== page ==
Red Sox send Lugo to Cards for Duncan

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Because you can never trade for just one left-handed hitting, first
baseman-type with a career OPS in the low 800s whose father was a
former All-Star pitcher and whose brother is also a professional
baseball player.

Ever without the historical similarities, it is fascinating that the
Red Sox traded for two such similar players in one day in getting Chris
Duncan and Adam LaRoche. However, while LaRoche is coming over to play
a significant role down the stretch, Duncan is likely being looked at
strictly as insurance. It’s no secret that he’s hurting, and the
Cardinals had just optioned him to the minors. The Red Sox will likely
assign him to Triple-A Pawtucket until an injury opens up a spot.

This trade for Boston was more about getting rid of Julio Lugo. The
Mets appeared interested in signing him as a free agent, but the
Cardinals were willing to part with Duncan and a player to be named.
Duncan wouldn’t seem to have a role in Boston’s plans, but he’s more
depth for a team obsessed with it. The 28-year-old has hit
.257/.348/.458 in 1,147 major league at-bats. He got off to a great
start this year, hitting .304/.417/.522 in April, but he hadn’t done
much of anything since. He was 1-for-27 this month, giving him a season
line of .227/.329/.358.

Duncan is making $825,000 this year as a super-two player. He
probably won’t be due more than $1 million-$1.2 million in 2010, which
should give him some trade value. He’d be a nice platoon option at that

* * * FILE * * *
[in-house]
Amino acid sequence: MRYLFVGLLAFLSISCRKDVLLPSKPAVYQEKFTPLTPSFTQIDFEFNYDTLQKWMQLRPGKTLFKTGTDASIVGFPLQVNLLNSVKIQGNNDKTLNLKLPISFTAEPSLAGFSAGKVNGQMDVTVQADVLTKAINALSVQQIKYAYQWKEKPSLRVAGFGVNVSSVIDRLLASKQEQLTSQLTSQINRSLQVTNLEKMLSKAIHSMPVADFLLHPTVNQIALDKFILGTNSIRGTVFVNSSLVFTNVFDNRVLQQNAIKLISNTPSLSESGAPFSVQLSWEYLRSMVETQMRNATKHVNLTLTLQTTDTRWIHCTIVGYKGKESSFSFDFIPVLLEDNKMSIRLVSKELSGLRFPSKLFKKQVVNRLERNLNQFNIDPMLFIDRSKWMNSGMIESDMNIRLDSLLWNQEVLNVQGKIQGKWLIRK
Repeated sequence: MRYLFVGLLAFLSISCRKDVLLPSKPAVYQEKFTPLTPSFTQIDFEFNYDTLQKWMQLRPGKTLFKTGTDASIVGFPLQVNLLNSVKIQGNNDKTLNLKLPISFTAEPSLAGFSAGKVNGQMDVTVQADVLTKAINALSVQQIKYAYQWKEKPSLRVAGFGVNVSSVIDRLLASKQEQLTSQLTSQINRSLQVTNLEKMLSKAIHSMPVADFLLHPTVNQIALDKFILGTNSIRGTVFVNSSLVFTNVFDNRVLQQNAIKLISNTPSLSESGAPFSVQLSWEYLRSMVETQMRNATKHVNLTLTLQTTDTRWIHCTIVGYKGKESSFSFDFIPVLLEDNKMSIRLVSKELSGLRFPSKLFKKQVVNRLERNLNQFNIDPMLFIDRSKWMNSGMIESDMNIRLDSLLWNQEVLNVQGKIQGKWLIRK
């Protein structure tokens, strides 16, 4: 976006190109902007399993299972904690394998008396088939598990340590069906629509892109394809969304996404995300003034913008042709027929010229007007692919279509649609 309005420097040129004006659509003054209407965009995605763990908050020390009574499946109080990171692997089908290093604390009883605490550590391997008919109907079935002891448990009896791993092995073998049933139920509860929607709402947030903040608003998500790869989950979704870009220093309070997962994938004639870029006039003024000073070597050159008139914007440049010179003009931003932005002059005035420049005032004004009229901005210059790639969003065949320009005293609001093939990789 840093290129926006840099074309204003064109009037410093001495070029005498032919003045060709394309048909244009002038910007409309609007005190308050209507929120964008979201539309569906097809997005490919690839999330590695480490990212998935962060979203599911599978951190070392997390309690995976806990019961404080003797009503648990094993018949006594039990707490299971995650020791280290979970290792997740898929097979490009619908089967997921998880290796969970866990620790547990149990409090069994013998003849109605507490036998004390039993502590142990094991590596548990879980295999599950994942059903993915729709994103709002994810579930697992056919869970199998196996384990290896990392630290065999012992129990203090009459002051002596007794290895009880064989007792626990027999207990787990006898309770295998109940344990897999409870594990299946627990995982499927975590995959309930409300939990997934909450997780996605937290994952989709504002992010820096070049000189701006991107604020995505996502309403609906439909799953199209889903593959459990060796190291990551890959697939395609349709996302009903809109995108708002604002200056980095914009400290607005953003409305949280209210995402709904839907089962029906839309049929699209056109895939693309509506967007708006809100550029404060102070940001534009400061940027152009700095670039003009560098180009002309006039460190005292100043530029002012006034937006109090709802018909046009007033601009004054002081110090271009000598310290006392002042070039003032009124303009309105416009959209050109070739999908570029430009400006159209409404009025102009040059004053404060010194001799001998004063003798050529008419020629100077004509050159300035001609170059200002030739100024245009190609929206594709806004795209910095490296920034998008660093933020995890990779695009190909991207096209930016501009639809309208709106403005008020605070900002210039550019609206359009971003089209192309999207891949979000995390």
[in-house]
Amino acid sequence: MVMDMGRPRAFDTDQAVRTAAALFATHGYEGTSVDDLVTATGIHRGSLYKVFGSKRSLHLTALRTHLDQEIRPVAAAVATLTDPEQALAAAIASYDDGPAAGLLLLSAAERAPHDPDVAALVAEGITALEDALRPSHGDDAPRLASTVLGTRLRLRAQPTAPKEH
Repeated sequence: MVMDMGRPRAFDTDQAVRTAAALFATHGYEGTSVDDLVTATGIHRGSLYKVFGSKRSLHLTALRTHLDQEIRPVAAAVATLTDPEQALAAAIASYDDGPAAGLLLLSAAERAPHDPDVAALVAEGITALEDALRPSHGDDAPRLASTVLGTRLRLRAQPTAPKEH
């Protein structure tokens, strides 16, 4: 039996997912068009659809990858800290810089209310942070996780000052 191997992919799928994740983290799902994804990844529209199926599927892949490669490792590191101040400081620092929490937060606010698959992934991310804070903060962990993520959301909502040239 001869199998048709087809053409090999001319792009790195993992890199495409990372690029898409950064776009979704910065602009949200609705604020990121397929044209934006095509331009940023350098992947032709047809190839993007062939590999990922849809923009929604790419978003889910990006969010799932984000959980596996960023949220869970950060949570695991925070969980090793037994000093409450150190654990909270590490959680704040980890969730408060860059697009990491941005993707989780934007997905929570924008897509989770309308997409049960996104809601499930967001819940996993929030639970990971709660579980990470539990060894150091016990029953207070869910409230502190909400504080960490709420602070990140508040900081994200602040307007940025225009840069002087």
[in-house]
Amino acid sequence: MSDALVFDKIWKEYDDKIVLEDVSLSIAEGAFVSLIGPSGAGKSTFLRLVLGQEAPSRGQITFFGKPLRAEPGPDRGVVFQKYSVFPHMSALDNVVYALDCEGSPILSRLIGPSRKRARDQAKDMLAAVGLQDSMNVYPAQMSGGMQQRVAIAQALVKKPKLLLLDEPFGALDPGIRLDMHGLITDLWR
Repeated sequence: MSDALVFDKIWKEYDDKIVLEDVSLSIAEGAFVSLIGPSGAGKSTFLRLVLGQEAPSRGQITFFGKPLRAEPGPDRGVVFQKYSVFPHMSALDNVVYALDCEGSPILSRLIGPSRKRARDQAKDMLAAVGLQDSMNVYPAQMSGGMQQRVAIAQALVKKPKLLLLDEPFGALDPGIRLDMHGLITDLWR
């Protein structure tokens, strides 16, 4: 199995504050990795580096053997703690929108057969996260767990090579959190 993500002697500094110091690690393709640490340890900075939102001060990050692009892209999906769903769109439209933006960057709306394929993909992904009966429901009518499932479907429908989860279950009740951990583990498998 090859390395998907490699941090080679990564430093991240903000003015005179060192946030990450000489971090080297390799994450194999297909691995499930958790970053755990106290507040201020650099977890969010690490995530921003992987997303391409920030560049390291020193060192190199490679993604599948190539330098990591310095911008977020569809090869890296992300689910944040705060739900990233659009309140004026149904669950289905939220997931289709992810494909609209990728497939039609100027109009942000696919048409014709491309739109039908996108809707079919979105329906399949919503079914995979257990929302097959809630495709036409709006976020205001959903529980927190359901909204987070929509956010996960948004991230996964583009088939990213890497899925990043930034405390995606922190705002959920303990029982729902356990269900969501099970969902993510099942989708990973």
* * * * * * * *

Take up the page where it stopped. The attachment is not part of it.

price.

Lugo figures to be just about free for the Cardinals, as the Red Sox
were willing to pick up most or all of the approx. $13.5 million he was
due through the end of next year. He will likely take the spot of the
newly recalled Brian Barden on the St. Louis roster and play behind
Brendan Ryan at shortstop. The Cards are sure to have him work out at
other positions as well, but since he hasn’t played anywhere besides
short since 2007, it could be some time before he’s an option at second
or third. Unfortunately, Lugo has displayed very little range
defensively since coming back from spring knee surgery. He may end up
outhitting Ryan, but he’d be an awfully weak regular unless his legs
come back.

Joe Maddon: “I have a defensive foot fetish.”

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The Cubs’ defense — or lack thereof this year — has been a topic of conversation as it could help explain why the team hasn’t played at the elite level it played at last year.

Manager Joe Maddon tried to go into detail about that but ended up channeling his inner Rex Ryan. Via CSN Chicago’s Patrick Mooney.

Well then.

The Nationals have scored 62 runs during four Joe Ross starts

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If, in the future, Joe Ross ever complains about a lack of run support, point to his first four starts of the 2017 season.

Ross started on April 19 in Atlanta against the Braves, on April 25 in Colorado against the Rockies, on April 30 at home against the Mets, and on May 23 at home against the Mariners. In those games, the Nats’ offense scored 14, 15, 23, and 10 runs respectively for a total of 62 runs, or an average of 15.5 per start. Ross was the pitcher of record for seven, eight, 10, and 10 runs for a total of 35 runs (8.75 runs per start), which would still make him the major league leader in run support by that restrictive standard.

Among qualified starters — Ross did not qualify — entering Tuesday’s action, the Rockies’ Antonio Senzatela led the way according to ESPN, averaging 7.11 runs of support in nine starts. The Rockies scored double-digit runs in only three of those starts, oddly enough.

Per the Nationals, the 62 runs of support for Ross is a major league record in a pitcher’s first four starts of a season.